U.S. officials have consistently misled the American public on the country's longest-running war, according to internal government documents released by The Washington Post newspaper on Monday. The trove of over 2,000 pages includes previously unpublished notes from a federal project examining the failures of the over 18-year Afghan war. They include comments from top military commanders and diplomats that the government had tried to keep out of the public domain. But the Post won the right to publish them following a three-year legal battle, exposing oftentimes blunt assessments of the quagmire.
"If the American people knew the magnitude of this dysfunction... 2,400 lives lost," Douglas Lute, the three-star U.S. Army general who led the war effort under former President George W. Bush and President Barack Obama, told interviews working on the project in 2015. "What are we trying to do here? We didn't have the foggiest notion of what we were undertaking." Lute was referring to the official Pentagon death toll for the three-quarters of a million service members who have been deployed to Afghanistan since the U.S. invaded in 2001. Over 20,000 others have been wounded. The U.S. Agency for International Development, the Pentagon and U.S. State Department have spent or allocated between $934 billion and $978 billion on the war and rebuilding efforts, according to an assessment from Neta Crawford, a political science professor and co-director of the Costs of War Project at Brown University, cited by the Post.
That sum does not include expenditures from the CIA, the Department of Veterans Affairs, or other relevant agencies, however, making the real total likely to eclipse $1 trillion. "What did we get for this $1 trillion effort? Was it worth $1 trillion?" Jeffrey Eggers, a Bush and Obama White House staffer and former Navy SEAL, said. "After the killing of Osama bin Laden, I said that Osama was probably laughing in his watery grave considering how much we have spent on Afghanistan." The frank assessment flies in the face of the public narrative continuously marched out by the Pentagon and State Department that the U.S. is making progress in the war in Afghanistan, and that it is in fact worth the costs — both human and economic — being tallied up as it continues without an end in sight. "Every data point was altered to present the best picture possible," Bob Crowley, a U.S. Army colonel who helped lead counterinsurgency efforts under Obama in 2013 and 2014, told interviewers. "Surveys, for instance, were totally unreliable but reinforced that everything we were doing was right and we became a self-licking ice cream cone." John Sopko, the head of the Office of the Special Inspector General for Afghanistan Reconstruction which led the project, acknowledged in comments to the post that the documents show "the American people have constantly been lied to."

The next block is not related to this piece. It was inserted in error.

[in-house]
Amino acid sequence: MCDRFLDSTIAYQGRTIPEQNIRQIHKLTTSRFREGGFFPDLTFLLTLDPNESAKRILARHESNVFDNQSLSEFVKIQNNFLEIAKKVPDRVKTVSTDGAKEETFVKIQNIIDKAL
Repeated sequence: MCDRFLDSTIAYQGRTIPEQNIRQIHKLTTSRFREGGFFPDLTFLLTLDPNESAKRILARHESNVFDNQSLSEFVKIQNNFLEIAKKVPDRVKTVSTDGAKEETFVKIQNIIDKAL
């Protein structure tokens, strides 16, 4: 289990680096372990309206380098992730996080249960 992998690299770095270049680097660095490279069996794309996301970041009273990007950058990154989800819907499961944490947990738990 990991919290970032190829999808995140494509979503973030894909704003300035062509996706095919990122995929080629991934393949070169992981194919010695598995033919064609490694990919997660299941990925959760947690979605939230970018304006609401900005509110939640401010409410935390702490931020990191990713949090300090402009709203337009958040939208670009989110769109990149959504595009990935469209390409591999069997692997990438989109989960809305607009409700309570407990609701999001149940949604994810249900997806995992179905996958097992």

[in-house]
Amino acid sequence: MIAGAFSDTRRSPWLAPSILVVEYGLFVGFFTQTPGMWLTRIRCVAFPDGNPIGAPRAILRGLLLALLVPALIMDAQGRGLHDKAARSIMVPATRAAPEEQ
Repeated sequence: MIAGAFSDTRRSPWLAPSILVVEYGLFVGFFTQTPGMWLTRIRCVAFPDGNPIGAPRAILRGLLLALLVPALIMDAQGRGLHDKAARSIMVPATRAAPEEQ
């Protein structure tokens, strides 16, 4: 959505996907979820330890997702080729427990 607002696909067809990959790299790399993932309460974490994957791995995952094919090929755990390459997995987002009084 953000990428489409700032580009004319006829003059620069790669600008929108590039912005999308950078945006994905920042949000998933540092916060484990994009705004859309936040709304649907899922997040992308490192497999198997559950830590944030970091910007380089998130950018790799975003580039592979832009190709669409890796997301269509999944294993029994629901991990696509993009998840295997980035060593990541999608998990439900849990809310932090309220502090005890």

In all, the documents obtained by the Post identify just 62 of the interviewees while 366 others were allowed to remain anonymous following the protracted legal battle between the Post and Sopko's office, known in shorthand as SIGAR. The agency argued in court that the 366 individuals should be treated as whistleblowers who could face retaliation if their names were to be published. A final decision has yet to be reached, but the Post went ahead with publication rather than await a ruling that could potentially side with the agency.